It suggests that at least some of the military personnel that formally used the Garrison Club may have switched their allegiance to the Griffiths’ when Borrow was visiting in order to get their daily quota of pub food and drink. These were the “officers who lounged in for a refreshment” as he somewhat more elegantly put it, adding a certain extra dose of class to the place.

In 1844 an anonymous author who identified himself as an “Old Inhabitant” wrote what must have been one of the first traveller’s handbooks ever written specifically about Gibraltar. Some have suggested that the anonymous author was James Bell, a Gibraltarian of British extraction who had helpfully translated Ignacio López de Ayala’s Historia de Gibraltar into English.



The travelogue is perhaps one of the first to mention the Club-House Hotel - which together with the Griffiths’ he considered the best in town. 
follows the confusion of a disembarkation, while tickets are offered (a recent practice) from the owners of houses called hotels, earnestly entreating you to become their guest; and our traveller, having in recollection the commodious inns at Southampton or at Falmouth, now encounters the beginning of his discomforts; for, being assured there are only two where he would like to quarter himself, the Club-house and Griffiths’, he finds, on reaching them, they are both full.
The old inhabitant then - perhaps inadvertently - contradicts himself by including an illustration reminiscent of the one in Major Hort’s late 1830s book which confusingly identifies the hotel as the King’s Head. 


The King’s Head       (1844 - from Old Inhabitants Handbook)

An East India company employee, James Barber, also mentioned the two hotels in the 1850 edition of his Overland Guide-Book - A Complete Vade-Mecum for the Overland Traveller to India Via Egypt but fails to say whether either were any good at alla
The Club-house and Griffith's Hotel offer temporary accommodations, and to one or the other the traveller may betake himself.

The Griffiths’ Hotel previously known as the King’s Arms     (c1840s - William Lacy - from The Rock by Major Richard Hort)

William Griffiths III died on the 16th February 1845. He was 52. He must have left the world with a much heavier heart  than the day in which he drew up his will 6 years previously - his daughter Jane Victoria had died a few months before he did. She was just 6 years old. According to the Gibraltar Chronicle he was buried in the Sandpits cemetery. I can only presume that the Will he had drawn up in 1839 was still valid and was eventually put into effect.

There were no obituaries in the local press but some of his personal effects were advertised for sale including such items as a London built Tilbury, a Phaeton in excellent condition, a good tempered Spanish mare, and English bay horse, warranted sound. Not exactly the kind of possessions one associates with a poverty stricken colonial. One curious detail is that interested parties were asked to apply for any further information not to Griffiths’ Hotel but to the King’s Arms. I suspect that despite the large “Griffiths’ Hotel” sign on the main facade William III never officially dropped the original name.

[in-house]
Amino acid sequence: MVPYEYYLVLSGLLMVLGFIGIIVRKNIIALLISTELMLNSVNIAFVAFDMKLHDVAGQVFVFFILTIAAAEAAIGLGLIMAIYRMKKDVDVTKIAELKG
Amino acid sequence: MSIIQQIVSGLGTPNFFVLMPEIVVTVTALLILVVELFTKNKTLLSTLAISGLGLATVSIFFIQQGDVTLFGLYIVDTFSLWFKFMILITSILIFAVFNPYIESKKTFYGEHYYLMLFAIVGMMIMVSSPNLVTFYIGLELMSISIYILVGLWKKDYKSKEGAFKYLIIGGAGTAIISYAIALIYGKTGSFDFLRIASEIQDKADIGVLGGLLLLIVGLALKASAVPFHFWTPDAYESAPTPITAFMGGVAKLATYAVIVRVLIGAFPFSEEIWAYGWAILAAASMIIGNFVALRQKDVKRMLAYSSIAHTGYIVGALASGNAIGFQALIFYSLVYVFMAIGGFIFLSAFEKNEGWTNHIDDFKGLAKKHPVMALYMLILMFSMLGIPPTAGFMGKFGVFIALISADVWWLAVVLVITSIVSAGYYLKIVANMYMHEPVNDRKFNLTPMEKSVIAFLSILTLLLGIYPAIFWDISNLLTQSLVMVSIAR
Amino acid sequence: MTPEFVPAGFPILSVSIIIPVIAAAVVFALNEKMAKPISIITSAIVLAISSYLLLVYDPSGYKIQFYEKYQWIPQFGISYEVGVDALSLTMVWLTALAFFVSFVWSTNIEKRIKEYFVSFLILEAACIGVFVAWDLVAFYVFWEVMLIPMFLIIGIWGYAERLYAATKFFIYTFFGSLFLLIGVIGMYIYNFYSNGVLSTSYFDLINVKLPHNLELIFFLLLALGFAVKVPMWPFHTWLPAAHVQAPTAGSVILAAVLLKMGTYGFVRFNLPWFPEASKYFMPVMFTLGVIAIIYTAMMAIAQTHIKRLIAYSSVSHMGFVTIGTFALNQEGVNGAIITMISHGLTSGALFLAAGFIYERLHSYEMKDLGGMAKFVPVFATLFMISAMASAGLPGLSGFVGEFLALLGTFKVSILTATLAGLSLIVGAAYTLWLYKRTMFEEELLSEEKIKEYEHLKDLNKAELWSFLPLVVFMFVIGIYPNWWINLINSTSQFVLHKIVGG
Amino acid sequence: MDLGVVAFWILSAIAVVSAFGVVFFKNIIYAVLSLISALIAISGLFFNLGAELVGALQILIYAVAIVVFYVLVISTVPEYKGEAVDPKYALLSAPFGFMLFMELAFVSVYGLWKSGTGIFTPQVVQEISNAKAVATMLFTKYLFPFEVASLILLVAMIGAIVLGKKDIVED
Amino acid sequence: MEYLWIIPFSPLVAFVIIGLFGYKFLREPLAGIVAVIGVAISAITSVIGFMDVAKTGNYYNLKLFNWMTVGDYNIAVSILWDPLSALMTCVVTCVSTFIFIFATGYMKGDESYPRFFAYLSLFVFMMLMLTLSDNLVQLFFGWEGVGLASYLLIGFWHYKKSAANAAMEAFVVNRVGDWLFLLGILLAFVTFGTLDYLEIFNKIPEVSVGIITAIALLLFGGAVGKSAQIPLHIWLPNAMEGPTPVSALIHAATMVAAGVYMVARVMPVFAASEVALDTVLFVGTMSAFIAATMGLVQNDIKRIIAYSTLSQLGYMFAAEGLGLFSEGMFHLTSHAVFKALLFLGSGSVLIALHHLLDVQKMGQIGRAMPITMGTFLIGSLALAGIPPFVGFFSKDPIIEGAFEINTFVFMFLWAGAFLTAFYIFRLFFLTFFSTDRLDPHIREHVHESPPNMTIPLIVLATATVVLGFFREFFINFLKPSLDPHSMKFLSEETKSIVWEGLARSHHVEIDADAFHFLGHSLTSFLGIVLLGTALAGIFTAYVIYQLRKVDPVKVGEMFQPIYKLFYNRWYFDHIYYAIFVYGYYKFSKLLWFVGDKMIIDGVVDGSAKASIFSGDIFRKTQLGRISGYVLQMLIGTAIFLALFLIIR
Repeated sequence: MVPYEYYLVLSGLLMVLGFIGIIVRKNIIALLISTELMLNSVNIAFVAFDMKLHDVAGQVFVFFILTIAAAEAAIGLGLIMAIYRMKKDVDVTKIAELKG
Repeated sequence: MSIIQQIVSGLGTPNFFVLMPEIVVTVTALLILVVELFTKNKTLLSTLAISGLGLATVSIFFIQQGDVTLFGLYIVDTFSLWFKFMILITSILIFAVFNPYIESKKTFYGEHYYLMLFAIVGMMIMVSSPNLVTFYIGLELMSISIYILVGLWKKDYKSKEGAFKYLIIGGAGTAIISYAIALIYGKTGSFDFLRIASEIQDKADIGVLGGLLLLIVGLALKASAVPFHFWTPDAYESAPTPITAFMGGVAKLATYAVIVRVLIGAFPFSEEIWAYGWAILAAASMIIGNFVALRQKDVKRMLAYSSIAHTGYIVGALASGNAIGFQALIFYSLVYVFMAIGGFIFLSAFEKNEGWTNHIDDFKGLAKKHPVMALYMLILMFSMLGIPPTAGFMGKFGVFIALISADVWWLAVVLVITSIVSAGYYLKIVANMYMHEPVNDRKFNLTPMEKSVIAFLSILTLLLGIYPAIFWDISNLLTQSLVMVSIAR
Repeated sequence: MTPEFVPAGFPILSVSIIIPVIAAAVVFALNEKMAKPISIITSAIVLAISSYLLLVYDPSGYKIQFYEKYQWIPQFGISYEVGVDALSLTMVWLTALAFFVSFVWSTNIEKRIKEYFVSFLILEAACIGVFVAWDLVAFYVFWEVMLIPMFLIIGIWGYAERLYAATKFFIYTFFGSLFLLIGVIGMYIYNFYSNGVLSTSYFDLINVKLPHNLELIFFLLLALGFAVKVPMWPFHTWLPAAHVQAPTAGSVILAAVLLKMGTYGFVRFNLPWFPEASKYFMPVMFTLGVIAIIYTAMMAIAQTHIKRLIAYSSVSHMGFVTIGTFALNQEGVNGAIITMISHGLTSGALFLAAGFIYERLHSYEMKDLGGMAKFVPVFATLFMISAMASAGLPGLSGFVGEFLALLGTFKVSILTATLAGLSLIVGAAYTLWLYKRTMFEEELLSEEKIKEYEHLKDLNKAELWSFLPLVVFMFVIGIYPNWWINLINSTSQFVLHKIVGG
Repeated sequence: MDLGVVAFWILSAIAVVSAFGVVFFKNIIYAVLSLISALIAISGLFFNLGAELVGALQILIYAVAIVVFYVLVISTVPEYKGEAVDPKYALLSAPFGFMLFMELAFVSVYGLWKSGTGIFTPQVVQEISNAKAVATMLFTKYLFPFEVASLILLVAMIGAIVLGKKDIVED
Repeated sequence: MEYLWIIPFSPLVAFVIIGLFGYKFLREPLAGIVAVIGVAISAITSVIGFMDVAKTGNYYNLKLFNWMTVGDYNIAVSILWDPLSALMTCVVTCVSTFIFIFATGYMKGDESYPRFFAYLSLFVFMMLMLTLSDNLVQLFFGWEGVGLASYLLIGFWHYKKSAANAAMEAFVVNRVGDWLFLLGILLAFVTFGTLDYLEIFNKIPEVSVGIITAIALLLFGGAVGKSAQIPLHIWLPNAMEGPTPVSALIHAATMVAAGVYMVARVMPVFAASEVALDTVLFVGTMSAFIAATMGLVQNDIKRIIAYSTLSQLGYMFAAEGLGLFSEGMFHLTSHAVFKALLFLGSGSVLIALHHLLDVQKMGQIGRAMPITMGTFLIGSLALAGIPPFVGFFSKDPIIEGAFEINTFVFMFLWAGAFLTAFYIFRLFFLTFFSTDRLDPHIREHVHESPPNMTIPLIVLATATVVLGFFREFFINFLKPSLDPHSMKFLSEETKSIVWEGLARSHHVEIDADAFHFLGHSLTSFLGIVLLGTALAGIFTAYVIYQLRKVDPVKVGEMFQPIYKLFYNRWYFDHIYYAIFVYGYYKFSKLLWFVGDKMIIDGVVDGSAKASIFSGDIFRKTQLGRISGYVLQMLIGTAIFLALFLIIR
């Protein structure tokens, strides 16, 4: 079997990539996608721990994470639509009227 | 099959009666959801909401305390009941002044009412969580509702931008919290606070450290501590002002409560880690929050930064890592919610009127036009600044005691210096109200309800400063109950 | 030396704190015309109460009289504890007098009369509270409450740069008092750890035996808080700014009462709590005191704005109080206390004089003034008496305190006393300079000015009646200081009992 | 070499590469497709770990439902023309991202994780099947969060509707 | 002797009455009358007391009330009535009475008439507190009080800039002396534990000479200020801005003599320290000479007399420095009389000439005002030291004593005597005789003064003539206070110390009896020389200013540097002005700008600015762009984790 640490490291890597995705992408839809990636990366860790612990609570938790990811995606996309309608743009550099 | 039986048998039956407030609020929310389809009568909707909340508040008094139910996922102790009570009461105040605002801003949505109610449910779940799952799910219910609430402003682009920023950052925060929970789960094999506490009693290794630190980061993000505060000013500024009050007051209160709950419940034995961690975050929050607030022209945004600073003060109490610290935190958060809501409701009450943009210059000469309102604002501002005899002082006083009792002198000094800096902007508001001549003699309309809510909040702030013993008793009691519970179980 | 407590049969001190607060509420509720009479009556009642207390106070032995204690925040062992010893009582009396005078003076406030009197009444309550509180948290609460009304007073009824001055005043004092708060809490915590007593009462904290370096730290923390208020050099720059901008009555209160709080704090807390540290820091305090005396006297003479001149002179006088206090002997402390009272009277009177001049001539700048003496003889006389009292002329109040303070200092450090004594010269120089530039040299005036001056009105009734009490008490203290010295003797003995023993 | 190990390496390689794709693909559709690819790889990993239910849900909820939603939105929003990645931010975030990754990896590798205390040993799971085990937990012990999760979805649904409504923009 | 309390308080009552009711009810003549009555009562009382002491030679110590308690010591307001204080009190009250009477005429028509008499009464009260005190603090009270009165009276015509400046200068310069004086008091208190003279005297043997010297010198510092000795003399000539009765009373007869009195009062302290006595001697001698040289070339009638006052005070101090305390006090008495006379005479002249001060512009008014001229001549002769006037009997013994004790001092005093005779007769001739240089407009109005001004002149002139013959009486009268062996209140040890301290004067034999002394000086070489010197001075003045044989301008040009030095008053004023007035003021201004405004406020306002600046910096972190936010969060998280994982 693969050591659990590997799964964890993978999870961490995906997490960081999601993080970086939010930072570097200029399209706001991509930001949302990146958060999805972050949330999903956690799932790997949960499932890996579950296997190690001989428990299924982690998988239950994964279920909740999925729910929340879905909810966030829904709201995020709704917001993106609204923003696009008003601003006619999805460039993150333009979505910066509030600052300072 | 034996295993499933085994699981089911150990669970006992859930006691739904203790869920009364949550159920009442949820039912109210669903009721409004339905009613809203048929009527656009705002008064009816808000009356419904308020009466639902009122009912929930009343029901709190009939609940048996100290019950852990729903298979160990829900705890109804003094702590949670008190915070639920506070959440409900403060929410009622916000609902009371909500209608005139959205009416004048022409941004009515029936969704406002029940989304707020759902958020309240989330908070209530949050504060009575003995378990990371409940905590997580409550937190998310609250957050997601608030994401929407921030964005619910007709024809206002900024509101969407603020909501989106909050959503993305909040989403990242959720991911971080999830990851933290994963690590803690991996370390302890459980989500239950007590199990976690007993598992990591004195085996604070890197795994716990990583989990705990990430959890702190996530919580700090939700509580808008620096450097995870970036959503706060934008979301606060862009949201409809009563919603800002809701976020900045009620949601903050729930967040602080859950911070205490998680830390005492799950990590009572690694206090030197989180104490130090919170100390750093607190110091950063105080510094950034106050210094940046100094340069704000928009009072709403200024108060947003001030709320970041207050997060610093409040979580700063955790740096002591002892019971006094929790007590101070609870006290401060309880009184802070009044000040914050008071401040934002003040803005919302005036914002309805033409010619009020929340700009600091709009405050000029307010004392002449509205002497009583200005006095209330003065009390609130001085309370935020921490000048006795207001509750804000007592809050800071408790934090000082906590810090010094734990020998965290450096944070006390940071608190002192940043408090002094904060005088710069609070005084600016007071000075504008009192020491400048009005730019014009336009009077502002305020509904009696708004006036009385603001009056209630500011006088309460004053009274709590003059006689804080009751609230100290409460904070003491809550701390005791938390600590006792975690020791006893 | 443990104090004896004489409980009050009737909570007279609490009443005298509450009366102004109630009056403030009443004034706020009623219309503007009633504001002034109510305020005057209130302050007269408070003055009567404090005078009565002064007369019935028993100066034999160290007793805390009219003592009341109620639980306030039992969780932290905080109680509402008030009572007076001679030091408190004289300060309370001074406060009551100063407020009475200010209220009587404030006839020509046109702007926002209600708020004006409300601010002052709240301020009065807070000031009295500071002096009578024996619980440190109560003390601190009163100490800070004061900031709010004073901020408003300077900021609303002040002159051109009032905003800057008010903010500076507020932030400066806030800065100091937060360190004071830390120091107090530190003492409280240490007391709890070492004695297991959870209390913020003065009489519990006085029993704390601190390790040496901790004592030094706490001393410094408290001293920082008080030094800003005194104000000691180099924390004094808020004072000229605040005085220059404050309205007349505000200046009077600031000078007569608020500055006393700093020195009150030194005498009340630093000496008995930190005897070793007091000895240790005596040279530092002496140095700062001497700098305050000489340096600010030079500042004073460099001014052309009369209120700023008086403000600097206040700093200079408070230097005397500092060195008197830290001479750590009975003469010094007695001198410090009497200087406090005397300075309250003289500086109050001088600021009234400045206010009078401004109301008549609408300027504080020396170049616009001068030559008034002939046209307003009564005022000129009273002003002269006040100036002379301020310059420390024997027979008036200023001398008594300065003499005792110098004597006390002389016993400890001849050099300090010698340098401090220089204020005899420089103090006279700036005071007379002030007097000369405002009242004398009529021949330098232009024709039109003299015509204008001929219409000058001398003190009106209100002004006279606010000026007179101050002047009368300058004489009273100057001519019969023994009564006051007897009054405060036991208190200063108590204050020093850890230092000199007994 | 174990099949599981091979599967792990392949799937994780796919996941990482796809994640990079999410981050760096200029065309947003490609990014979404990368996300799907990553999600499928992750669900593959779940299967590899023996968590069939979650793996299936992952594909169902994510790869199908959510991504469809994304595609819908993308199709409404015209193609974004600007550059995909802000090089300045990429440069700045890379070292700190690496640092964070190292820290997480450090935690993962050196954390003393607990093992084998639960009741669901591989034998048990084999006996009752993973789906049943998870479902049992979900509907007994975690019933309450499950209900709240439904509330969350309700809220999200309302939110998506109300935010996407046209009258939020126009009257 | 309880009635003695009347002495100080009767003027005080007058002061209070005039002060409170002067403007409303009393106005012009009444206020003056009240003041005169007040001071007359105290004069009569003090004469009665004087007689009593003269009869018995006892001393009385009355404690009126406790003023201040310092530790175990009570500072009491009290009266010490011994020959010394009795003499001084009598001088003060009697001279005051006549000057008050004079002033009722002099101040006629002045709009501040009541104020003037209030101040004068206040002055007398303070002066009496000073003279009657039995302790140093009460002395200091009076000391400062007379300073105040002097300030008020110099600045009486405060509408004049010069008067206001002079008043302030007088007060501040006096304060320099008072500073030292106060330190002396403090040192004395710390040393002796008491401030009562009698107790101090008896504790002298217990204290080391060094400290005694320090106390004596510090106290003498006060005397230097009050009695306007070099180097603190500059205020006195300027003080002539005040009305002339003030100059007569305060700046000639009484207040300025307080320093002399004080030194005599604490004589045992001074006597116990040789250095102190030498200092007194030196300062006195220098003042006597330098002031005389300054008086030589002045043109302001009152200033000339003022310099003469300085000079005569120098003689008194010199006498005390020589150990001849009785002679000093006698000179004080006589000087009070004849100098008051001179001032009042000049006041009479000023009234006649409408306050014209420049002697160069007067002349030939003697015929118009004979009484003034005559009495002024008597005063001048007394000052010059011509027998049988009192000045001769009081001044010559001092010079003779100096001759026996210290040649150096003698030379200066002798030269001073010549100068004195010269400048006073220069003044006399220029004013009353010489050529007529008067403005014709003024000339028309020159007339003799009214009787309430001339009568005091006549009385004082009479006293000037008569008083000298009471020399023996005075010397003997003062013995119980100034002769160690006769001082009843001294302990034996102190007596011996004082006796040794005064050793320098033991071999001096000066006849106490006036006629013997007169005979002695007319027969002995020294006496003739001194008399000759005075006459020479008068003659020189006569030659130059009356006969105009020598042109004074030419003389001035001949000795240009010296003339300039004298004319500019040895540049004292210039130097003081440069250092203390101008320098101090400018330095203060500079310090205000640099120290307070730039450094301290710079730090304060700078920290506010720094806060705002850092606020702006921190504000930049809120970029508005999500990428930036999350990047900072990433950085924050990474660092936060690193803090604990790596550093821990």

(1845 - Gibraltar Chronicle)


Phaeton, top - and a Tilbury

I am not sure who took over after Griffiths III had died but the hotel seems to have still been putting up lodgers for at least a few years after his death. Yet another visitor to the Rock, Henry William Bartlett in his Gleanings Pictorial and Antiquarian on the Overland Route had this to say about the Rocks lodgings in 1851:
. . . .  not only are its habitations confusedly huddled together, but for the most part exceedingly ill-built and unsuitable to the climate. The rent of these uncomfortable habitations is also enormously dear; with one or two exceptions (the Club House and Griffiths’ the hotels are scarcely tolerable) and hardly a single decent lodging is to be obtained in the place.
Griffiths’s Hotel also warranted a final mention in Richard Ford’s 1853 edition of his celebrated Handbook for Travellers in Spain (see LINK):
The traveller who lands by the steamer . . . .  will be tormented by cads and touters, who clamorouly canvass him to put up at their respective inns. Club-house Hotel is good and reasonable; rooms cool, large, and airy; very prudent travellers may agree about prices beforehand: “Griffiths’ Hotel,” table d’hôte”, at 2s. 6d. . . . . At “Griffith’s” is one Messias, a Jew (called Rafael in Spain), who is a capital guide both here and through-out Andalucia,

The Club House Hotel on the west side of Commercial Square      (1860s)

Unfortunately Richard Ford’s assessment as regards hotels in Gibraltar is more or less a repeat of that which appeared on the 1845 edition of the same guide - a good example of the difficulty of keeping any tourist guide information up to date. Sadly the Griffiths’ Hotel, its name and its landlord was already fading away into the past.


With special thanks and acknowledgements to Alex Panayotti - Much of what I have written is based on his meticulous research. Thank you Alex.

For more on this topic please click on any of the following links:

1714 - Gibraltar’s Best Hotel - (1710s-1780s) The Webbers 
1714 - Gibraltar’s Best Hotel - (1760s-1830s) The Griffiths
1714 - Gibraltar’s Best Hotel - (1860s-1910s) The Lequiches